Our closest celestial neighbour has kept us company for at least four billion years and has entertained our imagination in a variety of ways.
It certainly has been involved in our maturation as a species with man's first step on a body beyond our planet during the latter part of the
twentienth century and will, inevitably, be our first stop prior to any sort of manned travel to a further celestial body such as Mars. The
moon has been a great source of education about our own planet's evolutionary history; it has entertained many inquisitive minds from earlier
cultures and generations about the universe in general and man's role in particular; it has enriched the minds of young children taking their
first look through a telescope and continues to impact our lives in ways we may or may not readily recognize including tidal forces and various
natural rhythms and cycles.
Note: The image below is the culmination of a multi-year effort in my attempts to capture a passing (passenger) plane against the moon and which was finally realized in early July/2006. Although such a capture may seem relatively frequent, this is far from being the case, for we need the passing plane to cover a specific area of the sky measuring 0.5 by 0.5 degrees (ie. one-quarter of a square degree) and to do so with the moon sufficiently high above the horizon and with a favourable phase. Although the moon in the photo below was only 25 degrees in altitude, relatively stable skies made for a favourable and successful capture. The nosetip of the airplane in the photo below is above the well-known landmark crater of the southern lunar hemisphere Tycho whose (impact) rays are believed to extend well into the lunar northern hemisphere. Furthermore, the plane is just to the east of the crash landing site for the SMART-1 mission a few weeks later and, more specifically, Lacus Excellante.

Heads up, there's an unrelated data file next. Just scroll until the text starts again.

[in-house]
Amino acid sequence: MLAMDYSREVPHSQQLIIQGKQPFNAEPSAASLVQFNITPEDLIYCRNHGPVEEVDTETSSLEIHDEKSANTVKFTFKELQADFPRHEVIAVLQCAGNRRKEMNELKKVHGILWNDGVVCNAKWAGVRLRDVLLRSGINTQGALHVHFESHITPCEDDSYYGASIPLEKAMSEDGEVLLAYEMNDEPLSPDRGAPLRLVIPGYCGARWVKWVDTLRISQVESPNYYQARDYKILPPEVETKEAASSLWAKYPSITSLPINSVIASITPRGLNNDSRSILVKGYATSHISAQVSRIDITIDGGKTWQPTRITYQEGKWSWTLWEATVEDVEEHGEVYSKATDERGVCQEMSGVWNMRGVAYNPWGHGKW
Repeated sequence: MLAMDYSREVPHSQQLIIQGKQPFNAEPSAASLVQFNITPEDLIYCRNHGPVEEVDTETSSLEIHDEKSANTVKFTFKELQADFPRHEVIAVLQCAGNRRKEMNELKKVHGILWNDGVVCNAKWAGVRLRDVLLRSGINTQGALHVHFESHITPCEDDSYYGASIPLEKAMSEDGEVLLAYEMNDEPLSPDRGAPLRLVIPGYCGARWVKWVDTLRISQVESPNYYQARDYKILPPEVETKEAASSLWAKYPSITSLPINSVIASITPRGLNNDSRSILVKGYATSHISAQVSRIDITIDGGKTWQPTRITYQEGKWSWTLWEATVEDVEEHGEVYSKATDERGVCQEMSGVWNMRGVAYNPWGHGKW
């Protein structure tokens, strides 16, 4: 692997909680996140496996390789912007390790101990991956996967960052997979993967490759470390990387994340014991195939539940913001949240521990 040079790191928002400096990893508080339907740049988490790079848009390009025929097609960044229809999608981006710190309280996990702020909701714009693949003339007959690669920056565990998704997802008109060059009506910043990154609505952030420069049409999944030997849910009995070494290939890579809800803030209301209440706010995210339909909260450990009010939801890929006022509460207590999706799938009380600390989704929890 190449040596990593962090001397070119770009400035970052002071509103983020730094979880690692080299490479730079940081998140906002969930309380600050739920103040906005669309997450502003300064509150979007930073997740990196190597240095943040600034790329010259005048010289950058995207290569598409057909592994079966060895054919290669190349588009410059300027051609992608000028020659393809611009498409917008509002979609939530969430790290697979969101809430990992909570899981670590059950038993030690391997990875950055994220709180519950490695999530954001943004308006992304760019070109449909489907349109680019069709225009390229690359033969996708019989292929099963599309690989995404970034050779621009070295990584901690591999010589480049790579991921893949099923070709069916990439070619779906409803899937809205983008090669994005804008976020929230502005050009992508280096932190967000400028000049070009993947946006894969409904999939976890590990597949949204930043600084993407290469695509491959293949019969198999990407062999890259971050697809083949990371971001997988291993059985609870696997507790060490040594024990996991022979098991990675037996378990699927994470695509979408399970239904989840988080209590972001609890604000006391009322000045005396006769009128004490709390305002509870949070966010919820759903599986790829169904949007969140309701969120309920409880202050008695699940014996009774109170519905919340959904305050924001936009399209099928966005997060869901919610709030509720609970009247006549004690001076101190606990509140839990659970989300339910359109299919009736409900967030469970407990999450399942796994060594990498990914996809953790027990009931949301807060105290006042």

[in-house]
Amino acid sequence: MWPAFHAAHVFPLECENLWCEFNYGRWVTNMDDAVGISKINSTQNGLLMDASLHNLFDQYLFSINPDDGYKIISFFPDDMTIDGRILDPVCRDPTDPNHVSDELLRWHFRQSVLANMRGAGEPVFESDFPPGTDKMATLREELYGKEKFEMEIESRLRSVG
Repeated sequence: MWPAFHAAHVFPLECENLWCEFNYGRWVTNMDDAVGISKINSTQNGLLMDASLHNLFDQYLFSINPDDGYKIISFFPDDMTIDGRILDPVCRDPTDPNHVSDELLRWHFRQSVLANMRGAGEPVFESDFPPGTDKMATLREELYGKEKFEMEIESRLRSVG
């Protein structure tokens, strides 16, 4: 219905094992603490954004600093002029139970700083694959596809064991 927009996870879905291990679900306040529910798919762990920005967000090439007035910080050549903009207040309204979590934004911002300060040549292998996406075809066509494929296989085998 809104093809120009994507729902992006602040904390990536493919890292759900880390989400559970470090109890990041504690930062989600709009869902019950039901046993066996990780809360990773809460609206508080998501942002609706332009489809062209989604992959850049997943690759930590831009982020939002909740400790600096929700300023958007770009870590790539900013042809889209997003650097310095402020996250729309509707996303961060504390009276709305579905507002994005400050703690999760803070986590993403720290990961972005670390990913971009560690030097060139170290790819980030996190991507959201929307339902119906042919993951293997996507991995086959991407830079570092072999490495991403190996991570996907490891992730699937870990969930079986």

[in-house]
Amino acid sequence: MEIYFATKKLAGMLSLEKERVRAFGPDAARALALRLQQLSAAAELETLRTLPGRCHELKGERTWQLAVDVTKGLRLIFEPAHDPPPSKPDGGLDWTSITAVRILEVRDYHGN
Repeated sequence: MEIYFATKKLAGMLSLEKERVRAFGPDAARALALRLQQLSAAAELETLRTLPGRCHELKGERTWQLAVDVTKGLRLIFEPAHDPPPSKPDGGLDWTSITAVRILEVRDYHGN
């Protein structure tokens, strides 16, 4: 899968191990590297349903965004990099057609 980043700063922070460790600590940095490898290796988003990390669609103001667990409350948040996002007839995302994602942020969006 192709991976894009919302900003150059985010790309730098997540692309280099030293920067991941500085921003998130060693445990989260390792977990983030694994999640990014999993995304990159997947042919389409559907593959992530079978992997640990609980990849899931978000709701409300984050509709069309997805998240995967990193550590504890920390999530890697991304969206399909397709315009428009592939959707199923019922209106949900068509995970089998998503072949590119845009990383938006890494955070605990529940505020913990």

Note: It is my understanding the passenger plane in the photo below is a Boeing 737-800X model with a wing span of 34.31 meters, a length of 39.47 meters, a height of 12.55 meters and a wing area of 125.0 meters2. It requires a flightcrew of two and can seat between 162 and 189 passengers. If you have any further information, please let me know!
0.0123 x Earth
Mean Eq Diameter:
0.2719 x Earth
27d 07h 43m 11s
11d 06h 22m
Jul 07, 2006
AP 160 f/7.5 StarFire EDF
Losmandy G-11 GEM
Canon EOS 300d
RAW Image Format
3072x2048 Image Size
Canon FileViewer V1.3.2
RAW to TIFF (16-bit) Conv